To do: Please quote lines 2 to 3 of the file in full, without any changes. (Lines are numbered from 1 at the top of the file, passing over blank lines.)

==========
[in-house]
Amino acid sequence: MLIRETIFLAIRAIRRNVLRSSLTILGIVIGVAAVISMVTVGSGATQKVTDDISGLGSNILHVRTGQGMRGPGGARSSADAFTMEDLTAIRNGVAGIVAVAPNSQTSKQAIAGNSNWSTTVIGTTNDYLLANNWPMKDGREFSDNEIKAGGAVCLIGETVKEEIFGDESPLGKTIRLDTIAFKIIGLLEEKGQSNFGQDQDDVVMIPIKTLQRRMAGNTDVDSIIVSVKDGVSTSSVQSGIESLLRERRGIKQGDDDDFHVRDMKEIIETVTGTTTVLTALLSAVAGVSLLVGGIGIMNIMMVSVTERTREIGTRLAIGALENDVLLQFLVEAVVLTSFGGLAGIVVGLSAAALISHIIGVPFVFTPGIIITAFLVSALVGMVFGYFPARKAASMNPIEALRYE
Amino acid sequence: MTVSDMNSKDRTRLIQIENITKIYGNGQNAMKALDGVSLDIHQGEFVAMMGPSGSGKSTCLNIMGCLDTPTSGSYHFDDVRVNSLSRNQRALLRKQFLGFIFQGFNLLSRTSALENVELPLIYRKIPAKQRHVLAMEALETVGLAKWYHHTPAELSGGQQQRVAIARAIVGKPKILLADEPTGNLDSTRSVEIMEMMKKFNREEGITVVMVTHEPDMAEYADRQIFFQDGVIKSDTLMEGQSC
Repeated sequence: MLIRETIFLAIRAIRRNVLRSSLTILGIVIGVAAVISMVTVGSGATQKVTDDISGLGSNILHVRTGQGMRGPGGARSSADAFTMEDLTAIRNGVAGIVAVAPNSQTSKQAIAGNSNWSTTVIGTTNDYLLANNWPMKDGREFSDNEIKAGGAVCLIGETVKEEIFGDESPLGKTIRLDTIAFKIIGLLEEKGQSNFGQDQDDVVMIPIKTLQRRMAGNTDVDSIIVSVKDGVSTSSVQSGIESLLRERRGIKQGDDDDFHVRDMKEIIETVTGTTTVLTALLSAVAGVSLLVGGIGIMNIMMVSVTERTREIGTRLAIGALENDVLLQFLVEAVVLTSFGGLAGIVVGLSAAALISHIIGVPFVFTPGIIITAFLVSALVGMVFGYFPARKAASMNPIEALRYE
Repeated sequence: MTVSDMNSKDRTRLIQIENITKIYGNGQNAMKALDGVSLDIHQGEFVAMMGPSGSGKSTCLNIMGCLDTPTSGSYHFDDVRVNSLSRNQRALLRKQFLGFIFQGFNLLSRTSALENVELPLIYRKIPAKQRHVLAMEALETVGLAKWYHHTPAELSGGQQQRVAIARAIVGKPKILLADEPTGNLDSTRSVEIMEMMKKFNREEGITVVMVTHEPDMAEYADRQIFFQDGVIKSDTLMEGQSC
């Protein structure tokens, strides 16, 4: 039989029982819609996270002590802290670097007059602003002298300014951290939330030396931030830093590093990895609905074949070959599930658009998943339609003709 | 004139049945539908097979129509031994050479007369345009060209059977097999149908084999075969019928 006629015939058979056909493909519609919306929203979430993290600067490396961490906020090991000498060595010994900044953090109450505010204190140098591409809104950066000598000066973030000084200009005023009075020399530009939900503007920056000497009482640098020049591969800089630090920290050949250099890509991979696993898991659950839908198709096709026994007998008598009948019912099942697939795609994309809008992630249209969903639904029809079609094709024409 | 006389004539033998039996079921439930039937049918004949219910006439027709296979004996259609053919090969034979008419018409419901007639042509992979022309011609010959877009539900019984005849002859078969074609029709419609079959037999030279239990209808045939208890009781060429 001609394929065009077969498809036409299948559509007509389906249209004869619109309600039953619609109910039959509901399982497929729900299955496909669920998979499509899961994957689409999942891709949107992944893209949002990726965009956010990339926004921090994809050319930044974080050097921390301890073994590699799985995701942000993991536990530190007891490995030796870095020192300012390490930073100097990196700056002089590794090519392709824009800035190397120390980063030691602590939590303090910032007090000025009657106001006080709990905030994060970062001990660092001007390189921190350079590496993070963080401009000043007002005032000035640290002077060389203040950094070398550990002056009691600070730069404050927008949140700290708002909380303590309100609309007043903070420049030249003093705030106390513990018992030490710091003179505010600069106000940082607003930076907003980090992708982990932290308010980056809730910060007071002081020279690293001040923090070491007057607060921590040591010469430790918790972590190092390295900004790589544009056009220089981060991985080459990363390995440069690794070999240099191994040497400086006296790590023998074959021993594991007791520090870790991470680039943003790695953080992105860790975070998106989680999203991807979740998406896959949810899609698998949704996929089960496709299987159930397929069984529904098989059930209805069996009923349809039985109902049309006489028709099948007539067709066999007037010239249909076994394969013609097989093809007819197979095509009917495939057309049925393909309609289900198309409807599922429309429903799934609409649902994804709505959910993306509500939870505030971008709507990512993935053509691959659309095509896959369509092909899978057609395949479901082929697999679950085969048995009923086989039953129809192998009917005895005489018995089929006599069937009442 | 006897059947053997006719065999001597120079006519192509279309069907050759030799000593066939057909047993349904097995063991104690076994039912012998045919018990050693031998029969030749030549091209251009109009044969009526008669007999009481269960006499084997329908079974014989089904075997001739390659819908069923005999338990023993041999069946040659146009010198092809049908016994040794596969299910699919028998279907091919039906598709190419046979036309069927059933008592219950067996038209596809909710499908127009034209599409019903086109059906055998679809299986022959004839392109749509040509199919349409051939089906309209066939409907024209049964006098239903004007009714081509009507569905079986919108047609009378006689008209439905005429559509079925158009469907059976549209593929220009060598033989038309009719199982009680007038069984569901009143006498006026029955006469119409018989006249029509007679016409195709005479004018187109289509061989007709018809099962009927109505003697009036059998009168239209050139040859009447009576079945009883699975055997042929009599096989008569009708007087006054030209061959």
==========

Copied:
Amino acid sequence: MLIRETIFLAIRAIRRNVLRSSLTILGIVIGVAAVISMVTVGSGATQKVTDDISGLGSNILHVRTGQGMRGPGGARSSADAFTMEDLTAIRNGVAGIVAVAPNSQTSKQAIAGNSNWSTTVIGTTNDYLLANNWPMKDGREFSDNEIKAGGAVCLIGETVKEEIFGDESPLGKTIRLDTIAFKIIGLLEEKGQSNFGQDQDDVVMIPIKTLQRRMAGNTDVDSIIVSVKDGVSTSSVQSGIESLLRERRGIKQGDDDDFHVRDMKEIIETVTGTTTVLTALLSAVAGVSLLVGGIGIMNIMMVSVTERTREIGTRLAIGALENDVLLQFLVEAVVLTSFGGLAGIVVGLSAAALISHIIGVPFVFTPGIIITAFLVSALVGMVFGYFPARKAASMNPIEALRYE
Amino acid sequence: MTVSDMNSKDRTRLIQIENITKIYGNGQNAMKALDGVSLDIHQGEFVAMMGPSGSGKSTCLNIMGCLDTPTSGSYHFDDVRVNSLSRNQRALLRKQFLGFIFQGFNLLSRTSALENVELPLIYRKIPAKQRHVLAMEALETVGLAKWYHHTPAELSGGQQQRVAIARAIVGKPKILLADEPTGNLDSTRSVEIMEMMKKFNREEGITVVMVTHEPDMAEYADRQIFFQDGVIKSDTLMEGQSC